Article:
The Unemployed at Eton 1908

(This article was originally published in the OEA Review 2020.)

A speech from an anti-poverty campaigner at Eton and the sum of £7 10s caused a flurry of combative correspondence in the Eton College Chronicle, and the national press, in 1908. It also generated this dramatic image I rediscovered during a lockdown clear out, bought it on eBay some years ago.

The Unemployed at Eton 1908

It shows the leader of the ‘Manchester Unemployed’ Alexander Stewart Gray speaking on the chapel steps, with the headmaster Edward Lyttleton, surrounded by boys. Some of Gray’s comrades can be seen further up the steps and several reporters are also pictured. And their presence is the start of a war of words on the pages of the Chronicle that began with a letter prompted by a report of the speech in the national press.

The Manchester Unemployed marched south according to one report and, on their way to petition the King, paused at Slough in early February. Gray went to Eton in the hope of addressing the boys. He said of his approach to the school for permission that the headmaster was “as accessible as a public house.”

Under the headline THE UNEMPLOYED, the Chronicle (13/2/1908) briefly reported that “a deputation of the Unemployed of Manchester” held a meeting in school yard just after noon “where large numbers of the school were present, who cheered wildly at intervals, and appeared greatly diverted by the presence of a photographer.”

The report continues: “the chief speaker was a Mr Gray who claimed for every englishman the right to have a share of his country’s soil and to express his own life.”

The Illustrated London News (15/2/1908) offered a more colourful description of the occasion disparaging the speaker and the protest. Mr Gray “harangued the boys” with a “didactic diatribe on the labour question” and remarked that “the procession… has suffered greatly from desertion and is now a small and straggling band.”

In the same edition of the Chronicle as the original report, a letter prompted by press reports also appears. The disapproving correspondent signed off as A. V. P. (presumably an OE) and expressed his disapproval at the “unthinking generosity of the School” for raising a collection of £7 10s for the marchers. “May I point out that,” he writes, “such giving is vicious and mischievous: and that those with surplus funds would be far better advised if they contributed their money to funds properly managed and properly organised, such as the Eton Mission.”

This letter, however, is mild in comparison to one published in the next Chronicle (20/2/1908) titled DESECRATION OF THE CHAPEL STEPS. The letter is anonymous and signed from ‘One of Many Old Etonians’ and is outraged that Gray was given a platform at all, let alone the right to speak from the steps of College Chapel: “We should be glad to know why every stone in ‘schoolyard’ was not pulled up in defence of our most cherished and valued traditions.”  The letter continues by asking why the Etonians did not raise a voice of objection to the “the so-called ‘representatives’ of the equally ‘so-called’ unemployed.”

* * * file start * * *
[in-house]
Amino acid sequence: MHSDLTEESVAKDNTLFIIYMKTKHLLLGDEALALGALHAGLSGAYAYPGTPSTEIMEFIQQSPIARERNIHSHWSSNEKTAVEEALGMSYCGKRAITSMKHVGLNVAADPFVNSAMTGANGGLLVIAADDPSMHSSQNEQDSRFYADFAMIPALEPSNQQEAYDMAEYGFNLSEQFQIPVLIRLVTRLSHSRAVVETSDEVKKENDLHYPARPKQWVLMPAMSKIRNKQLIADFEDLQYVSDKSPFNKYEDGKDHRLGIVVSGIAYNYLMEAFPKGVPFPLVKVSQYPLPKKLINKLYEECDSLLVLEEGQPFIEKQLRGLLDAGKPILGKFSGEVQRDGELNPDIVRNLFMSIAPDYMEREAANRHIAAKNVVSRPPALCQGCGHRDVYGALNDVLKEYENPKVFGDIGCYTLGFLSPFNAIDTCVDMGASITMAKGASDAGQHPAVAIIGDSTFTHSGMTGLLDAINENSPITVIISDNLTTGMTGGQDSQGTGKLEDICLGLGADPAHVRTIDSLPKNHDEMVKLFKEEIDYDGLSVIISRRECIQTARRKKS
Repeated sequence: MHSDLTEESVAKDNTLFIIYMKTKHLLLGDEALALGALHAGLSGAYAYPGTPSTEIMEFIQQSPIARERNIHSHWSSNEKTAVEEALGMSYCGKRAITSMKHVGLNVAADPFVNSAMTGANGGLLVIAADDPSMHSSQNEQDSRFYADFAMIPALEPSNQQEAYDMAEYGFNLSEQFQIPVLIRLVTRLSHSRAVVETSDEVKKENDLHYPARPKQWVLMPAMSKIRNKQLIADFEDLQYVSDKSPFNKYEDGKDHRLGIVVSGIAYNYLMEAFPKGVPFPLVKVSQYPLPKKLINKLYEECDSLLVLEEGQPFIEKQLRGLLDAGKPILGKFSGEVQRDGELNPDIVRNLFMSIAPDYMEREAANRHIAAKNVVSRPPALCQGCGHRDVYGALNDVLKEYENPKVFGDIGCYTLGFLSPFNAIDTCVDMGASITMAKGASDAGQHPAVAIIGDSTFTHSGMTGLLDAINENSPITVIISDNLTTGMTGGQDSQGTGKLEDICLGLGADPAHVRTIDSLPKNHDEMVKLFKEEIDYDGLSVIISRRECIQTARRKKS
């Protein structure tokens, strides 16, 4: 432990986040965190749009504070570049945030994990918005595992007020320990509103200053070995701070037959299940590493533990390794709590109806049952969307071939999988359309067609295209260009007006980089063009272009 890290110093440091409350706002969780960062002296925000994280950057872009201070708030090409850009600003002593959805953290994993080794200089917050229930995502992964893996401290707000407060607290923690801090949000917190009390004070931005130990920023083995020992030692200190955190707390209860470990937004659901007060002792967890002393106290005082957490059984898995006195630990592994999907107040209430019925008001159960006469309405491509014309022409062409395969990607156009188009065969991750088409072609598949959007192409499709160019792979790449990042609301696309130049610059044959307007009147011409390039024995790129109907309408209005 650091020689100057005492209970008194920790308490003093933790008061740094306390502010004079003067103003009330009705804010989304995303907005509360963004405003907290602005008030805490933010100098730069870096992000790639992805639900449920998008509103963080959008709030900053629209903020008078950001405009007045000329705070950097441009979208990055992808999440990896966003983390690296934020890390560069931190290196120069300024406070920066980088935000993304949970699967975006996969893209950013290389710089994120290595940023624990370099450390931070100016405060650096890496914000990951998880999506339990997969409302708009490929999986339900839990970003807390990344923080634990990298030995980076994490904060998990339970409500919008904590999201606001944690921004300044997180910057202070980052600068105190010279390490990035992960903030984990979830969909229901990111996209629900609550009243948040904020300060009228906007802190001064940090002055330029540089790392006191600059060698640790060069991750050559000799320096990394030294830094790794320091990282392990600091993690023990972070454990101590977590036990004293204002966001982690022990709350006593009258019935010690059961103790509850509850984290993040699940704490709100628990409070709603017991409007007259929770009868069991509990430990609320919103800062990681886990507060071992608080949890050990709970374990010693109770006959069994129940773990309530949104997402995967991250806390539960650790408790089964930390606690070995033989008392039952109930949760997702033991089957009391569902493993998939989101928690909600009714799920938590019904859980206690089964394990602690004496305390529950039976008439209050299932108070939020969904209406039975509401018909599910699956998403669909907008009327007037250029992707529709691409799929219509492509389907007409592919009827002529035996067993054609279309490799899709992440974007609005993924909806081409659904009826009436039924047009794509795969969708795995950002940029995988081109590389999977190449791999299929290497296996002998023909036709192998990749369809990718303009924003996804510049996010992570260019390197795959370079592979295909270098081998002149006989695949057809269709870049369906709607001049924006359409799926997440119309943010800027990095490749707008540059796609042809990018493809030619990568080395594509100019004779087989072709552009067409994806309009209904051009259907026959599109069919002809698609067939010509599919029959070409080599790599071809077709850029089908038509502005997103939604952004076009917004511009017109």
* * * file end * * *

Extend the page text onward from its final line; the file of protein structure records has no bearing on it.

The final paragraph of the letter reads: “are we really to believe that, in all that large gathering of members of some of our best families, not one voice was raised in protest against the bullying extravagancies (sic) of – we cannot say workmen for work they would not, if they could – uneducated beings of meaner intellect. God help England in future ages and future emergencies, if it really was so.”

The Editors of the Chronicle replied underneath that “we feel bound to print this letter as a bona fide expression of opinion, but we cannot refrain from deploring that we should have received it… we feel bound to express to assert to our readers that if an attitude like that of our correspondent is encouraged in the minds of present Etonians, the consequences to the country will be absolutely disastrous.”  

(In the Chronicle dated 5/3/1908 ‘Another Old Etonian’ congratulated the editors on this comment by saying ‘it is such fossilised snobbery – such class ‘hatred, malice, and all uncharitableness – that stands in the way of the real advance of our country.”)

In four subsequent weekly editions of the Chronicle, more letters were published. In the 27/2/1908 edition ‘One of Many Present Etonians’ rejected the notion that the boys were persuaded by the speech and sympathetic to the cause in reply to the anonymous OE: “If it worries him to think that ‘Etonians etc. permitted the man to command their attention,’ I can assure him that very few of them did so.” The Etonian also notes that the letter is “one of the most disgraceful effusions of unqualified snobbery which it has ever been my fate to read” whilst pointing out that Gray was not only university educated but also called to the Bar.

In the same edition of the Chronicle, E. G. Selwyn, later Dean of Winchester, wrote that many Old Etonians have been “deeply offended by the spirit which has been displayed in the letters of complaint.”

The unemployed march from Manchester in 1908 is now an obscure historical footnote but ‘hunger marches’ are a familiar aspect of protest and campaigning in the first half of the 20th century, with the most famous being the Jarrow march in 1936. Sadly, amidst all the voices in the valuable resource that is the fully digitised Chronicle archive online, the one man who doesn’t have his views recorded any great detail is Mr Gray himself. 

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